The lowest possible dose of corticosteroid should be used to control the condition under treatment and, when reduction in dosage is possible, the reduction should be gradual.

Since complications of treatment with glucocorticoids are dependent on the size of the dose and the duration of treatment, a risk/benefit decision must be made in each individual case as to dose and duration of treatment and as to whether daily or intermittent therapy should be used.

Alternate day therapy (ADT) in which a single dose is administered every other morning is the dosage regimen of choice for long-term corticosteroid treatment.

Morning administration of the drug simulates the natural circadian rhythm of corticosteroid secretion which is high in the morning and low in the evening. This regimen provides relief of symptoms while minimizing adrenal suppression, cushingoid state, withdrawal symptoms and growth suppression in children. Intermediate acting agents should be used for alternate day therapy (see Table I).

Stability and Storage: Store intact vials at 15 to 25°C. Protect from light.

Reconstituted Solution: When reconstituted with Bacteriostatic Water for Injection, the resulting solution may be stored for up to 48 hours at 15 to 25°C. When reconstituted with Sterile Water for Injection, the resulting solution may be stored for up to 24 hours at 15 to 25°C due to risk of microbial contamination. The solution with a slight haze should be discarded. Discard unused portion.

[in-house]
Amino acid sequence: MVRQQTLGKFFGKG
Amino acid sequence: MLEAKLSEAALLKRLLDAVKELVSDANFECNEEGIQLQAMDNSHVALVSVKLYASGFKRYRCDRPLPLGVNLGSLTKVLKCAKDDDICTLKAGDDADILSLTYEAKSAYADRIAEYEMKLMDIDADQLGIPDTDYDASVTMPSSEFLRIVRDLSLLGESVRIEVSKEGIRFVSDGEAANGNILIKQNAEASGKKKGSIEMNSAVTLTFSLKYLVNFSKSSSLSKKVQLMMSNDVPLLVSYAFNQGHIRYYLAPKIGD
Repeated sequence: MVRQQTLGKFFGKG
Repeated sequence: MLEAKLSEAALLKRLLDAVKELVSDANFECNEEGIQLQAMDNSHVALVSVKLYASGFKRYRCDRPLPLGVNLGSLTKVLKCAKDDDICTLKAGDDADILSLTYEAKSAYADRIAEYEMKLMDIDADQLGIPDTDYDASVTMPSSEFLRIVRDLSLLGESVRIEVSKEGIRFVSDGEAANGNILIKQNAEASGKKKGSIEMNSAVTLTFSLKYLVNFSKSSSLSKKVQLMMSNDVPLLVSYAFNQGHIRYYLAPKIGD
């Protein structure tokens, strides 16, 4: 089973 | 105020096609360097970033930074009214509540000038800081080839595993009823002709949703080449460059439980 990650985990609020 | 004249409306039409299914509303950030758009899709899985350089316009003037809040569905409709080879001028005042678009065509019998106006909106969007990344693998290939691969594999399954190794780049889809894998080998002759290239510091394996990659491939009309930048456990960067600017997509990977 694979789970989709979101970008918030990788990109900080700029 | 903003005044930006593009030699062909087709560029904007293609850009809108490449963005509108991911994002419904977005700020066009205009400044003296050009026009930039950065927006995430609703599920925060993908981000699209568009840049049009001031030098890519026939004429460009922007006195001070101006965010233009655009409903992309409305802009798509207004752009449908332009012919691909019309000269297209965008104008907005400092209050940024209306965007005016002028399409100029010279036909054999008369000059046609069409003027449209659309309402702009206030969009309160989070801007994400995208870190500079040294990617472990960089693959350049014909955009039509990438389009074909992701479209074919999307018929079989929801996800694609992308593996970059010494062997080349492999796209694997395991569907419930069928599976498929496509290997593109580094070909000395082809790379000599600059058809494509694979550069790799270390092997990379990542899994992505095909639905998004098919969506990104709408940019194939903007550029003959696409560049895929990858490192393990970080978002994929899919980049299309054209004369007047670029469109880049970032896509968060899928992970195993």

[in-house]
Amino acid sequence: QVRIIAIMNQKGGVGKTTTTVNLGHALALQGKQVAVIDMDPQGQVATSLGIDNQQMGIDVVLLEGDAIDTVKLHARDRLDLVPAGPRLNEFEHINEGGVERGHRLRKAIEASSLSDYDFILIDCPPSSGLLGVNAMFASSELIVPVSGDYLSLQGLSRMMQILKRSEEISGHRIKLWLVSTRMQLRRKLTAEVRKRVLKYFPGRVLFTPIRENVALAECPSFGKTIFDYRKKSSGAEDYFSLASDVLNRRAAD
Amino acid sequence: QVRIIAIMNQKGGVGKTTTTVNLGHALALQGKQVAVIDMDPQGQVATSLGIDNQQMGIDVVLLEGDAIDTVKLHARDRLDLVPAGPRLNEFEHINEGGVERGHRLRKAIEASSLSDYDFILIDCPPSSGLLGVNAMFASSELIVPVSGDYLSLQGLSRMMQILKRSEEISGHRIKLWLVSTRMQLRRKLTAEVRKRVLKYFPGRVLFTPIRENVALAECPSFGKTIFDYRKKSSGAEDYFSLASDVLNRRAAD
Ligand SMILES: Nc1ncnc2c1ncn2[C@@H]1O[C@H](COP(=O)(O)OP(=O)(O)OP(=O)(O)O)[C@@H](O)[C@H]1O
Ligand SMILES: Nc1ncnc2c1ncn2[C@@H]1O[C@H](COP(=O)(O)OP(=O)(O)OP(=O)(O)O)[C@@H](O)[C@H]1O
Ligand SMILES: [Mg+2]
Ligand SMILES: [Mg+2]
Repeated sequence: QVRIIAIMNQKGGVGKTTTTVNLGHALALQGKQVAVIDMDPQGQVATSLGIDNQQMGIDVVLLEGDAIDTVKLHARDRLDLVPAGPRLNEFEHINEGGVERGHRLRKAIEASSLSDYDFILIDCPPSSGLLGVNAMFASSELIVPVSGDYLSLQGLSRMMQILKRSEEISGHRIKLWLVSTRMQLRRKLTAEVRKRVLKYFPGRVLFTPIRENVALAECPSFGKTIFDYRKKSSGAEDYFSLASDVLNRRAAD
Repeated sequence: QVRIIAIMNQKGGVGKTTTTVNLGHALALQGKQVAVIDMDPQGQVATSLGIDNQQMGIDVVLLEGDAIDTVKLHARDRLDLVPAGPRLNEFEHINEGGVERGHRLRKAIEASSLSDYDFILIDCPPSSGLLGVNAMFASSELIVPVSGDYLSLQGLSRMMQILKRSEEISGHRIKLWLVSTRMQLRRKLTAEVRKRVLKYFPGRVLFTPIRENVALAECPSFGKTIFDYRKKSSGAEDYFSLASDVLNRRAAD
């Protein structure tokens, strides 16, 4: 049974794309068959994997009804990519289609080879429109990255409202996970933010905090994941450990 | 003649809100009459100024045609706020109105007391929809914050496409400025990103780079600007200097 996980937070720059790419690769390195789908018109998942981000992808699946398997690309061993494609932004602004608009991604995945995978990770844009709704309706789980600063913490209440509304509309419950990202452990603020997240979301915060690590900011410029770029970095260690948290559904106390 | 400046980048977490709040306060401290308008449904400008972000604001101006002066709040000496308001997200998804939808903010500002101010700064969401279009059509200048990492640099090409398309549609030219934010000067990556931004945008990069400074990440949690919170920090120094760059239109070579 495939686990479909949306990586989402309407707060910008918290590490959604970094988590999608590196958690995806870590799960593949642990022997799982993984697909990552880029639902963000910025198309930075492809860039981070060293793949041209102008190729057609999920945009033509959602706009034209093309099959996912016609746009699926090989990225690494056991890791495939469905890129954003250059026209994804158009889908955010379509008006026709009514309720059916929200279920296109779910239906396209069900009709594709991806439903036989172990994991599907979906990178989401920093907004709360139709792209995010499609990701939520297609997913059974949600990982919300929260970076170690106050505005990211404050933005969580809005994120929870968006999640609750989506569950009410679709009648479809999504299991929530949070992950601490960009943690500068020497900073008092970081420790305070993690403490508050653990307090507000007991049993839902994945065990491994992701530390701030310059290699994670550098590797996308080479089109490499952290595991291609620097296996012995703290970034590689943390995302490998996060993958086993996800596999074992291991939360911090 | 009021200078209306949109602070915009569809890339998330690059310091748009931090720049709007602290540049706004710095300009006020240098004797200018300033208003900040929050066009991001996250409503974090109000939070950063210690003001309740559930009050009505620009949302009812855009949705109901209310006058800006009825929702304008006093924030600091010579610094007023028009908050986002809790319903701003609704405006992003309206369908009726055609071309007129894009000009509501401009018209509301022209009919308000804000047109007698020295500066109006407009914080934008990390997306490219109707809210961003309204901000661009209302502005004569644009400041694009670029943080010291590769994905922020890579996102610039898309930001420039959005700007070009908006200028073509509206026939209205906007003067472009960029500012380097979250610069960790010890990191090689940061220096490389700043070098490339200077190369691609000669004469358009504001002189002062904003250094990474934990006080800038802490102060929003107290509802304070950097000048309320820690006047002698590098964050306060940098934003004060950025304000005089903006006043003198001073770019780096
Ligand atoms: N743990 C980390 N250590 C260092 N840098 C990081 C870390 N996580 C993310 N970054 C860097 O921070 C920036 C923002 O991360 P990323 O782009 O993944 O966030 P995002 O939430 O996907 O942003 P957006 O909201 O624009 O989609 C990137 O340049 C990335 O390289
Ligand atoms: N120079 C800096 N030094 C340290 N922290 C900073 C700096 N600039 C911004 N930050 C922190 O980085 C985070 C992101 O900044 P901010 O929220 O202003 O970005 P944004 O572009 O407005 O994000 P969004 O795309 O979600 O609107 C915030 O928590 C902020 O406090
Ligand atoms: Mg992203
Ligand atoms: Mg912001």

Directions for Reconstitution: 1. Remove the protective plastic flip-top seal. 2. Swab the rubber stopper with an antiseptic solution and introduce the required quantity of the diluent by means of a syringe into the vial. 3. Shake the vial thoroughly to dissolve the powder content. 4. Withdraw the dose in the usual manner with the help of a syringe; unused portion should be discarded.

Parenteral drug products should be inspected visually for particulate matter and discoloration prior to administration. Do not use if solution is cloudy or contains a precipitate.

Preparation of Solutions for I.V. Infusion: First prepare the solution for injection as directed. Further dilution should be done immediately after reconstitution.

If desired, the medication may be administered in diluted solutions by admixing the reconstituted product with 0.9% Sodium Chloride Injection or with Dextrose 5% Injection. Concentrations of 1 mg/mL are physically and chemically stable for 24 hours at 15 to 25°C.

Parenteral drug products should be inspected visually for particulate matter and discoloration prior to administration, whenever solution and container permit.

Compatibility: The compatibility and stability of methylprednisolone in solutions and with other drugs in i.v. admixtures is dependent on admixture pH, concentration, time, temperature, and ability of methylprednisolone to solubilize itself. Thus, to avoid compatibility and stability problems, whenever possible it is recommended that methylprednisolone for injection be administered separate from other drugs and as either i.v. push, through an i.v. medication chamber, or as an i.v. “piggy-back” solution.

Availability And Storage: 500 mg: Each vial of sterile, lyophilized powder contains: methylprednisolone 500 mg as the sodium succinate. Nonmedicinal ingredients: disodium hydrogen phosphate and sodium dihydrogen phosphate. Clear glass vials, boxes of 1 [including a vial of Bacteriostatic Water for Injection (benzyl alcohol 0.9% v/v)] of 10 mL.

1 g: Each vial of sterile, lyophilized powder contains: methylprednisolone 1 g as the sodium succinate. Nonmedicinal ingredients: disodium hydrogen phosphate and sodium dihydrogen phosphate. Clear glass vials, boxes of 1 [including a vial of Bacteriostatic Water for Injection (benzyl alcohol 0.9% v/v)] of 20 mL.